The Washington Post

U.S. national soccer team beats Turkey, 2-1, in second World Cup tuneup

Fabian Johnson of the United States celebrates his goal in the first half against Turkey. (Jason Szenes/EPA)

The temptation after each of these World Cup tuneups is to make definitive statements about the state of the U.S. national soccer team. If it were that straightforward, however, the Americans would have been condemned to failure in Brazil for sputtering through their first friendly last week or viewed with suspicion following a 2-1 victory over Turkey on Sunday at sold-out Red Bull Arena.

Not every misstep foretells doom. Nor do the finer moments portend a deep run in the tournament, which is 10 days away.

“It’s important not to overanalyze these games,” midfielder Michael Bradley said. “I understand everybody wants to because it’s exciting and there’s a World Cup coming up and everybody wants to look at every play and every minute in every game, but it’s important to look at these games in the context of the bigger picture.

“Our main goal is not Nigeria. It’s not Turkey. It’s Ghana.”

Nigeria is the final domestic test Saturday in Jacksonville, Fla. The U.S. squad will then settle in Sao Paulo ahead of the Group G opener against Ghana on June 16 in Natal.

The biggest single-event sports competition on Earth is set to kick off once again. From the reign in Spain to the United States’s fierce competition, here’s what you need to know. (Davin Coburn/The Washington Post)

After beginning the tour with a lackluster 2-0 triumph over Azerbaijan in San Francisco, the Americans showed considerable improvement Sunday.

Fabian Johnson scored in the 28th minute, working a splendid combination with Bradley, and Clint Dempsey took advantage of a defensive gaffe early in the second half before Turkey’s Selcuk Inan converted a 90th-minute penalty kick.

U.S. Coach Juergen Klinsmann is not relying solely on the friendlies to evaluate his squad; since gathering at Stanford University three weeks ago, training sessions and scrimmages have provided clarity. And along the way, “we get a little bit of confirmation in the games,” he said.

Sunday’s match provided additional confirmation of Johnson’s starting role at right back — his position with Hoffenheim in Germany’s Bundesliga this season. Since joining the U.S. squad 21 / 2 years ago, he has played left back or left wing.

“He is very difficult to read for every opponent,” Klinsmann said. “For us, it’s a big plus. He is versatile. He has a change of pace that can really surprise opponents. . . . It’s really fun to watch him over the last two, three years get better and better.”

On Johnson’s goal, his first in 21 U.S. appearances, he played the ball to Bradley, darted through a channel and, at full pace, one-timed the return pass with authority to the far corner.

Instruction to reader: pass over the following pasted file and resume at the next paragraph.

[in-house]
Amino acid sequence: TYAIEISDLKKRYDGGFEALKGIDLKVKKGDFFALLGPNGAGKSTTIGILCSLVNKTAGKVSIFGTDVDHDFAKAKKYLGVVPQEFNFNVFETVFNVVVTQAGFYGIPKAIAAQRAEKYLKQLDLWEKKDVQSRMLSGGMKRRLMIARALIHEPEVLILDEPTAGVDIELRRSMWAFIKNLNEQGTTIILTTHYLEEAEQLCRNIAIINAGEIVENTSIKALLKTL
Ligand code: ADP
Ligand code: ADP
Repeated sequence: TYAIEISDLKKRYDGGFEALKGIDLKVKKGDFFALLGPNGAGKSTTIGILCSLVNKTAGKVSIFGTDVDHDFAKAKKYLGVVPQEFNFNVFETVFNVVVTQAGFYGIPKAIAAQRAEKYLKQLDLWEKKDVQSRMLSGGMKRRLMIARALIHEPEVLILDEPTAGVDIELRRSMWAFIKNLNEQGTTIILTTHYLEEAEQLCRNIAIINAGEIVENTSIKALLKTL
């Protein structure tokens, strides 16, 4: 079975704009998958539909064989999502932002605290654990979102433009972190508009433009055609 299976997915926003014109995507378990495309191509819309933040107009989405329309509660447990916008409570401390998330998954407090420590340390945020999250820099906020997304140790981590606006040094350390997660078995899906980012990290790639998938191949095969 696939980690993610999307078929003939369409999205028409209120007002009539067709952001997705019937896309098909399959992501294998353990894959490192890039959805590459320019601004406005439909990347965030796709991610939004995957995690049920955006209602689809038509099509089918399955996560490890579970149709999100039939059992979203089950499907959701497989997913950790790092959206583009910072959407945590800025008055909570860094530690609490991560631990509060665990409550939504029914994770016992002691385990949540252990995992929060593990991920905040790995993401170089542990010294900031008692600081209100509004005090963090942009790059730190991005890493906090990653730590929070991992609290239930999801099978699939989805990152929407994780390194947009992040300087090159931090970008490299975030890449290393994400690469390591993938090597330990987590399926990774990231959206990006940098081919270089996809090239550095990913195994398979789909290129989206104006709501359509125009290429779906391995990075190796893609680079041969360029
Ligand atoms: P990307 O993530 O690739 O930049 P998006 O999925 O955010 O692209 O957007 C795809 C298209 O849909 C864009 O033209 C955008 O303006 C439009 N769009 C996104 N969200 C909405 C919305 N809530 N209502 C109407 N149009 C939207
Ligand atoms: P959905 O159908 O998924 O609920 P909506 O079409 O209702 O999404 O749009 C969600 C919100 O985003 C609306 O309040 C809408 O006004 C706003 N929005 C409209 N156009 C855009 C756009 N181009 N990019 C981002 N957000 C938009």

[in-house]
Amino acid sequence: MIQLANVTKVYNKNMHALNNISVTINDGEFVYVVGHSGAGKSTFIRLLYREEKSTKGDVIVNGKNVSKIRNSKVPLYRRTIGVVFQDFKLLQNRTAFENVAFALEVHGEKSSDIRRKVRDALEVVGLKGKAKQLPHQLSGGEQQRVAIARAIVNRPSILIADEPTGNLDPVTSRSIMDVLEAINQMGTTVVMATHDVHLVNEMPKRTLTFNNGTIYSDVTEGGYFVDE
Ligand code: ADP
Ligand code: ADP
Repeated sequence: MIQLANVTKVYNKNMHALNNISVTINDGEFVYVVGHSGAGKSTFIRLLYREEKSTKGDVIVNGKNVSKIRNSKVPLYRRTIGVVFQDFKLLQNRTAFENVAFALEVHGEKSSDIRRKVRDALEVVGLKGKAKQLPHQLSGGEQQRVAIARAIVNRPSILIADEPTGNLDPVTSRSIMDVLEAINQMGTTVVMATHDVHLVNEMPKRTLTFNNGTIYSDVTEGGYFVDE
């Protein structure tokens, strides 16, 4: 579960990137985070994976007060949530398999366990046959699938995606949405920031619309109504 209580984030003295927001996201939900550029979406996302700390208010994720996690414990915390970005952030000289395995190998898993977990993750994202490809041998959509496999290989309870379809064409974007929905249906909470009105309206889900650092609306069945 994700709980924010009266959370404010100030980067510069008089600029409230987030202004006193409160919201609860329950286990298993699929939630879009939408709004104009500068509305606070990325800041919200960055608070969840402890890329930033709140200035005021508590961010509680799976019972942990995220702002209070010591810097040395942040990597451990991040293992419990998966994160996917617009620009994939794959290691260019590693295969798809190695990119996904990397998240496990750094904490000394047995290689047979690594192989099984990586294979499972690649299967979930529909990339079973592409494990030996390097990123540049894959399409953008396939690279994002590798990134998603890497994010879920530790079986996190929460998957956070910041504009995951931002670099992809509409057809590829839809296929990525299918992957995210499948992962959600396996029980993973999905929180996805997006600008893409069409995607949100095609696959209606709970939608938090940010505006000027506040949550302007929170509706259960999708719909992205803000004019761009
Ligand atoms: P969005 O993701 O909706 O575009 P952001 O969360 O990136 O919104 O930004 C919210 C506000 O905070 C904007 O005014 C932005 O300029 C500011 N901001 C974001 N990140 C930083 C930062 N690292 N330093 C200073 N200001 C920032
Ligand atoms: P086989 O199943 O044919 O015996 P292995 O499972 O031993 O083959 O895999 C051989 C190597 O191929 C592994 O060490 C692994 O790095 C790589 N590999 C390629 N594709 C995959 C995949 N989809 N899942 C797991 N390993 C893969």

“It’s always better when you have a role and you can focus on that, but I think I got my position now and I can focus and keep on going,” said Johnson, who is among five German Americans on the 23-man squad.

Said Bradley: “His mobility and movement off the ball is so good, he told me with the way he was running that he was going to keep running through.”

While Johnson has secured the right corner, the left and middle remain murky. In a struggle with DaMarcus Beasley for the starting job on the left, Timmy Chandler was given 90 minutes to make his case.

He labored defensively but set up Dempsey’s goal with a cross that was misplayed by Hakan Kadir Balta at the six-yard box.

Center back John Brooks, a surprise roster selection, performed well partnering with Geoff Cameron in the second half, but Cameron and Matt Besler remain the favorites.

Two other areas came under review: defensive midfield and striker. The diamond-shaped midfield formation did not work in the first half, exposing Jermaine Jones and prompting Klinsmann to use Bradley and Kyle Beckerman side by side when defending in the second half. (Klinsmann said he had pre-planned the Jones-Beckerman switch, regardless of the situation.)

On the front line, Jozy Altidore provided work rate, high pressure and presence but remained in the scoring rut that soured his first season with Sunderland in the English Premier League.

However, he is Klinsmann’s only forward with the strength to occupy opposing center backs and, barring a tactical change, seems certain to remain in the lineup.

In another sign that Altidore’s job is not in jeopardy, Klinsmann emphasized the importance of Altidore and Dempsey continuing to bond before Brazil: “They need to really fine-tune. They need to read each other blindly, and it only comes with time.”

Klinsmann’s most controversial selection, 18-year-old Julian Green, is going to need a lot of time. In his second U.S. appearance, the Bayern Munich prospect seemed naive to the international game during a 27-minute outing and failed to make an imprint on the match.

Klinsmann had nothing bad to say about the youngster, and in the long run, Green’s inclusion on the roster may pay dividends. But with the regulars expected to horde playing time in the Nigeria match, Green probably missed his prime opportunity to make a case before this year’s tournament.

As Klinsmann and the players reminded everyone, though, the overall vision trumps single moments in an inconsequential match.

Said Cameron: “It’s another step in the right direction for Brazil.”

Steven Goff is The Post’s soccer writer. His beats include D.C. United, MLS and the international game, as well as local college basketball.



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